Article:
Reston, Va. wants to define the terms of what adult behavior is, and the hard truth is that “adult” doesn’t mean the same thing for every person. Having 2.3 children, a house, and a car while punching a time clock every day isn’t the universal litmus test. I read this letter as more of a cry that Mummy and Daddy aren’t babysitting more often so that he can go out once and a while or aren’t helping him with expenses than anything else.
Needless to say, I was not impressed with Prudie’s answer (again, emphasis mine):
A: If your brother is capable of hanging out at bars and going out on dates, I’m wondering why he’s not capable of doing his own laundry and getting his own groceries. It sounds as if despite his real problems, your parents are only exacerbating his dependency. They’re probably worried about when they’re no longer around and are trying to line you up to fill in for them.
You need to have a talk with your parents about the present and the future. Explain that despite his illness, it would be beneficial for the entire family if your brother took more responsibility for himself. You can say you love your brother, but you don’t have the financial or emotional resources to take care of him, and you in fact think more energy needs to go into helping him be a productive member of society. If they don’t want to hear your message, that’s their business. But you need to make sure they hear yours that you can’t take him on.
I am irritated to no end the way that Prudie here equates the ability to do laundry and grocery shop with being a “productive member of society”. Also, the way that it is obvious that one activity is the same as another, and that obviously if the brother is able to do one, since she can so capably glean from the letter exactly what the brother’s limitations are, he must be able to do all the others. Clearly, being disabled means that we must sit at home, in the dark, crying about how miserable we are if we are to ask anyone for any kind of help.
Prudie might be shocked to hear that PWDs are not all forcibly sterilized anymore (though it still happens) and that many of us manage to *gasp* have sex lives. Some of us manage to accidentally enjoy ourselves with full, meaningful social calendars.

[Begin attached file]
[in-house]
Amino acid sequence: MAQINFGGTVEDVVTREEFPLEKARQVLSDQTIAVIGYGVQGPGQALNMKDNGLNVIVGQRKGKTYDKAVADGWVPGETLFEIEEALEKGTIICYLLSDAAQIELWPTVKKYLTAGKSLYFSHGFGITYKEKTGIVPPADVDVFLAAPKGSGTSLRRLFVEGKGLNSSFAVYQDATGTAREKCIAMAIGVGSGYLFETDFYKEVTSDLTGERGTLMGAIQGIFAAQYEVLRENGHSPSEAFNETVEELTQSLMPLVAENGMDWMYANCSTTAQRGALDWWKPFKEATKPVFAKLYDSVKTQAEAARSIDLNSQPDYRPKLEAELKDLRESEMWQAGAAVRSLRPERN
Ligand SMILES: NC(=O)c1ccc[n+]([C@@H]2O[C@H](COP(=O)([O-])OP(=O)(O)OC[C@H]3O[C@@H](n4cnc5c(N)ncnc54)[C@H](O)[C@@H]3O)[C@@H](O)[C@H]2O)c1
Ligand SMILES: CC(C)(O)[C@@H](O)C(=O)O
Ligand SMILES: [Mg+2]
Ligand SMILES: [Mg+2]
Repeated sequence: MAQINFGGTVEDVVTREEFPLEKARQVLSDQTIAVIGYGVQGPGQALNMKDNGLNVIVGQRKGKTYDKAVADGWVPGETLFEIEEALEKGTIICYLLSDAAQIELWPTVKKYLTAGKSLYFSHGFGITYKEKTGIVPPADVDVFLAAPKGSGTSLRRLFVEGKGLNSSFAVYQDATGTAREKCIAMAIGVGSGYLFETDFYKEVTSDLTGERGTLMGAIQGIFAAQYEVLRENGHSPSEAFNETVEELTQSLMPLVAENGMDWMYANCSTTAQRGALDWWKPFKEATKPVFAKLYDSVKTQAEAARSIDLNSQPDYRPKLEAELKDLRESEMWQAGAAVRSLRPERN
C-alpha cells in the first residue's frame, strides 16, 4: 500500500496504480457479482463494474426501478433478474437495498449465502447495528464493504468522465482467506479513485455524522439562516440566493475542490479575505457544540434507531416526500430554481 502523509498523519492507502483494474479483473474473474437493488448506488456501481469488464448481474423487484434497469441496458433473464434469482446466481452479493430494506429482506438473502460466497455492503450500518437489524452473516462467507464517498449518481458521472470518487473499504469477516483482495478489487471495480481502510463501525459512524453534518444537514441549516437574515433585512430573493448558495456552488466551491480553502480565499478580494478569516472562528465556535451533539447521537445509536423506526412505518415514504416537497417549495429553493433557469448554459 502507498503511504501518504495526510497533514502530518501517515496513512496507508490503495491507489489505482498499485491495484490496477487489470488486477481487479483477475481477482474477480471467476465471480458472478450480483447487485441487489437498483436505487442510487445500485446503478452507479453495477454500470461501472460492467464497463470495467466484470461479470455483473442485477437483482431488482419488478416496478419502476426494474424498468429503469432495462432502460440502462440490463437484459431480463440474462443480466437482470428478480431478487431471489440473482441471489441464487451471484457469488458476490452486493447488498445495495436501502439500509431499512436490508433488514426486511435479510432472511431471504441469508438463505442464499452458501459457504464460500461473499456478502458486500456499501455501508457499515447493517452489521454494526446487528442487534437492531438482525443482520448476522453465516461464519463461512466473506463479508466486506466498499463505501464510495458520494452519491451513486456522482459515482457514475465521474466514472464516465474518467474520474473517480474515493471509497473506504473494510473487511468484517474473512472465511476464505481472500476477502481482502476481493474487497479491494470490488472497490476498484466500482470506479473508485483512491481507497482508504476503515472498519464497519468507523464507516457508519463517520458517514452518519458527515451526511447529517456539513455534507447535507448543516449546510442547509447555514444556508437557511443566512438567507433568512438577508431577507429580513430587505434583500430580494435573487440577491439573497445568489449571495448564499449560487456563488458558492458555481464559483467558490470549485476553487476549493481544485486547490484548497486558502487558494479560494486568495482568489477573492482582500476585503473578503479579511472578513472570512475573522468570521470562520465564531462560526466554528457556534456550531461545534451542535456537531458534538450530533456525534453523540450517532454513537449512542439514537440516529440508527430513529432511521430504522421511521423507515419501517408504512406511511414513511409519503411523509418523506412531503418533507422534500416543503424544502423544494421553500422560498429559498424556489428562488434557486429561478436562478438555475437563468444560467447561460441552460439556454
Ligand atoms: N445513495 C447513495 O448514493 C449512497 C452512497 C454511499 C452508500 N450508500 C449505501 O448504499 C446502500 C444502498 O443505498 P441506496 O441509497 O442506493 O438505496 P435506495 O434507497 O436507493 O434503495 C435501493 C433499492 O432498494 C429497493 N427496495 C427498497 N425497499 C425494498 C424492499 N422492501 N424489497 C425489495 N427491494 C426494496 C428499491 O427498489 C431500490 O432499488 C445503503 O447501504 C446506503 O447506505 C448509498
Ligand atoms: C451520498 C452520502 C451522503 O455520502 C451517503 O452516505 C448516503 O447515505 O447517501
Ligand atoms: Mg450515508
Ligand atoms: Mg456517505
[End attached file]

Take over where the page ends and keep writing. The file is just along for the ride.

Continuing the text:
But that doesn’t negate our need for accessibility, assistance, and actual empathy. Which she lacks. But based on the letter I see her, she won’t be lonely.
I fully support this letter writer setting boundaries for what he is willing to take on with regards to the care of his brother, especially since, honestly, it seems that he is more worried about what he is not getting that is equal to or greater than his brother’s benefits. I wouldn’t want to be cared for by someone who didn’t want to be part of my life or who would begrudge me having something that gave me moments of happiness. I don’t want people like that close to me. It is why people are afraid to have Facebook pages or interact publicly: the policing of what PWDs should be allowed to do is so rampant that they even lose benefits because they aren’t disabled enough in public. Boundaries are important on both sides, though, to protect everyone, and Reston, Va. is under no obligation to hurt himself or his family financially to care for his brother.
Yoffe was so off base in her response, though, that she was holding a puck when the first pitch went out.
Also worth noting is that has seemed to leave the brother out of this conversation altogether. Everyone seems to want to talk about him and his needs, how helping him will affect them, but I see no mention of talking to him about what he actually needs or wants. It is completely possible that Reston, Va.’s brother would prefer to get his own groceries or that he doesn’t need his socks folded, it is just that no one has bothered to ask.
Turned out that during all those years my Dad was able to balance a checkbook after all. He let my aunt do it because it made her feel like she was taking care of him because he was alone, since my Dad’s family is fairly close-knit. They did things like that for each other, not because the other couldn’t do them, but because they cared for each other, and that is how some people show it.